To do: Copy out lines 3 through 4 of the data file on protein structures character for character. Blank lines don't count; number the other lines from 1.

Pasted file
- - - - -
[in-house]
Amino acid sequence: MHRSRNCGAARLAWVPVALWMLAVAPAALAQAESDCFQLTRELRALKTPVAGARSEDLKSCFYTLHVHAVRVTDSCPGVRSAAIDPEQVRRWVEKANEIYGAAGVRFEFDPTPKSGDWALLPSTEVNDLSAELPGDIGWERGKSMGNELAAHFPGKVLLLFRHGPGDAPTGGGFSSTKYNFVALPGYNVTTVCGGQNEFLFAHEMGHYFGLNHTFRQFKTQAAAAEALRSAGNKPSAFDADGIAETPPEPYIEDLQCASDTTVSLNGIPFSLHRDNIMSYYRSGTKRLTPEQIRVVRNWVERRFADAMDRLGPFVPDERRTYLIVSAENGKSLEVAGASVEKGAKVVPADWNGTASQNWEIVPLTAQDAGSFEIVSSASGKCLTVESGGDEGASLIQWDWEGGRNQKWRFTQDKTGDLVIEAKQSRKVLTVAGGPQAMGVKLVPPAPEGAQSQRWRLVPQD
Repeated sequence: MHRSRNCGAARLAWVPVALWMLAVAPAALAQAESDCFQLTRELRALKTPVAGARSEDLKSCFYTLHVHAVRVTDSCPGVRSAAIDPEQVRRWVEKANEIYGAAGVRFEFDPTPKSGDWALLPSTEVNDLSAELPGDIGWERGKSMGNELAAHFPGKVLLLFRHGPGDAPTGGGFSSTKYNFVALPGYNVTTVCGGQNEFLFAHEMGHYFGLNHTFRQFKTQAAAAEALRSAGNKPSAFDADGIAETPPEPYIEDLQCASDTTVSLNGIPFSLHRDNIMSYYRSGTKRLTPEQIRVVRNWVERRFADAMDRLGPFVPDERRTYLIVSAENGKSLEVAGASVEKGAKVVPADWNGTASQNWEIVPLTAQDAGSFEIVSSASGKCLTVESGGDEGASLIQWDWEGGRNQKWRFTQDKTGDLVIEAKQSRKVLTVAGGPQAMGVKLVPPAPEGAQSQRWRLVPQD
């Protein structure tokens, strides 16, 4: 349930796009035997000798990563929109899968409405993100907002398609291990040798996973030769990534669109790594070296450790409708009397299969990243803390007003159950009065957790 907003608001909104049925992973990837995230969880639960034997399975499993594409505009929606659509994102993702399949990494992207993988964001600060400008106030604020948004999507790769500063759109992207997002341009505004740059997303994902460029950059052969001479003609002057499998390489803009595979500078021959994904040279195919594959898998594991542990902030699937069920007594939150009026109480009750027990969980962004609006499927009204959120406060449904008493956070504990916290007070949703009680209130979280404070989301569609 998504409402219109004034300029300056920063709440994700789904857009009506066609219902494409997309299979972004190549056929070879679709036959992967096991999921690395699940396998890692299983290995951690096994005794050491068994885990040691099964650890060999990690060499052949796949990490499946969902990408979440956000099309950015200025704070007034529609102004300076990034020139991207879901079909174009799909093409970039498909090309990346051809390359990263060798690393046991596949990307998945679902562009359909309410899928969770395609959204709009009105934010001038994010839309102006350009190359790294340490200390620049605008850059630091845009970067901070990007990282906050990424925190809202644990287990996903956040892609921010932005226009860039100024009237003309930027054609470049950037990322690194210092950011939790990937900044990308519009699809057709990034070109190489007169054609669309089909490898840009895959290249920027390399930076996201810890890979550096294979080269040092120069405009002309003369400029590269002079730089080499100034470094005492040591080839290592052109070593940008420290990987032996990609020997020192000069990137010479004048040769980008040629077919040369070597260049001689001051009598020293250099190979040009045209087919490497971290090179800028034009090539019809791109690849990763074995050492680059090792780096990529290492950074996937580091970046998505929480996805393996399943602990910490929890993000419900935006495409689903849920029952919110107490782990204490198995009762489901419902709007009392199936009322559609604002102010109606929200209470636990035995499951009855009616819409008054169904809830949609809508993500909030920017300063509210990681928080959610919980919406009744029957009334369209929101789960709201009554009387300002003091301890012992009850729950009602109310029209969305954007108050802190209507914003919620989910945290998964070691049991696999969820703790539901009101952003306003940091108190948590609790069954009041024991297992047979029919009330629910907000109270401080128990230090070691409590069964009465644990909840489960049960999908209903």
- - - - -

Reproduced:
Repeated sequence: MHRSRNCGAARLAWVPVALWMLAVAPAALAQAESDCFQLTRELRALKTPVAGARSEDLKSCFYTLHVHAVRVTDSCPGVRSAAIDPEQVRRWVEKANEIYGAAGVRFEFDPTPKSGDWALLPSTEVNDLSAELPGDIGWERGKSMGNELAAHFPGKVLLLFRHGPGDAPTGGGFSSTKYNFVALPGYNVTTVCGGQNEFLFAHEMGHYFGLNHTFRQFKTQAAAAEALRSAGNKPSAFDADGIAETPPEPYIEDLQCASDTTVSLNGIPFSLHRDNIMSYYRSGTKRLTPEQIRVVRNWVERRFADAMDRLGPFVPDERRTYLIVSAENGKSLEVAGASVEKGAKVVPADWNGTASQNWEIVPLTAQDAGSFEIVSSASGKCLTVESGGDEGASLIQWDWEGGRNQKWRFTQDKTGDLVIEAKQSRKVLTVAGGPQAMGVKLVPPAPEGAQSQRWRLVPQD
């Protein structure tokens, strides 16, 4: 349930796009035997000798990563929109899968409405993100907002398609291990040798996973030769990534669109790594070296450790409708009397299969990243803390007003159950009065957790 907003608001909104049925992973990837995230969880639960034997399975499993594409505009929606659509994102993702399949990494992207993988964001600060400008106030604020948004999507790769500063759109992207997002341009505004740059997303994902460029950059052969001479003609002057499998390489803009595979500078021959994904040279195919594959898998594991542990902030699937069920007594939150009026109480009750027990969980962004609006499927009204959120406060449904008493956070504990916290007070949703009680209130979280404070989301569609 998504409402219109004034300029300056920063709440994700789904857009009506066609219902494409997309299979972004190549056929070879679709036959992967096991999921690395699940396998890692299983290995951690096994005794050491068994885990040691099964650890060999990690060499052949796949990490499946969902990408979440956000099309950015200025704070007034529609102004300076990034020139991207879901079909174009799909093409970039498909090309990346051809390359990263060798690393046991596949990307998945679902562009359909309410899928969770395609959204709009009105934010001038994010839309102006350009190359790294340490200390620049605008850059630091845009970067901070990007990282906050990424925190809202644990287990996903956040892609921010932005226009860039100024009237003309930027054609470049950037990322690194210092950011939790990937900044990308519009699809057709990034070109190489007169054609669309089909490898840009895959290249920027390399930076996201810890890979550096294979080269040092120069405009002309003369400029590269002079730089080499100034470094005492040591080839290592052109070593940008420290990987032996990609020997020192000069990137010479004048040769980008040629077919040369070597260049001689001051009598020293250099190979040009045209087919490497971290090179800028034009090539019809791109690849990763074995050492680059090792780096990529290492950074996937580091970046998505929480996805393996399943602990910490929890993000419900935006495409689903849920029952919110107490782990204490198995009762489901419902709007009392199936009322559609604002102010109606929200209470636990035995499951009855009616819409008054169904809830949609809508993500909030920017300063509210990681928080959610919980919406009744029957009334369209929101789960709201009554009387300002003091301890012992009850729950009602109310029209969305954007108050802190209507914003919620989910945290998964070691049991696999969820703790539901009101952003306003940091108190948590609790069954009041024991297992047979029919009330629910907000109270401080128990230090070691409590069964009465644990909840489960049960999908209903």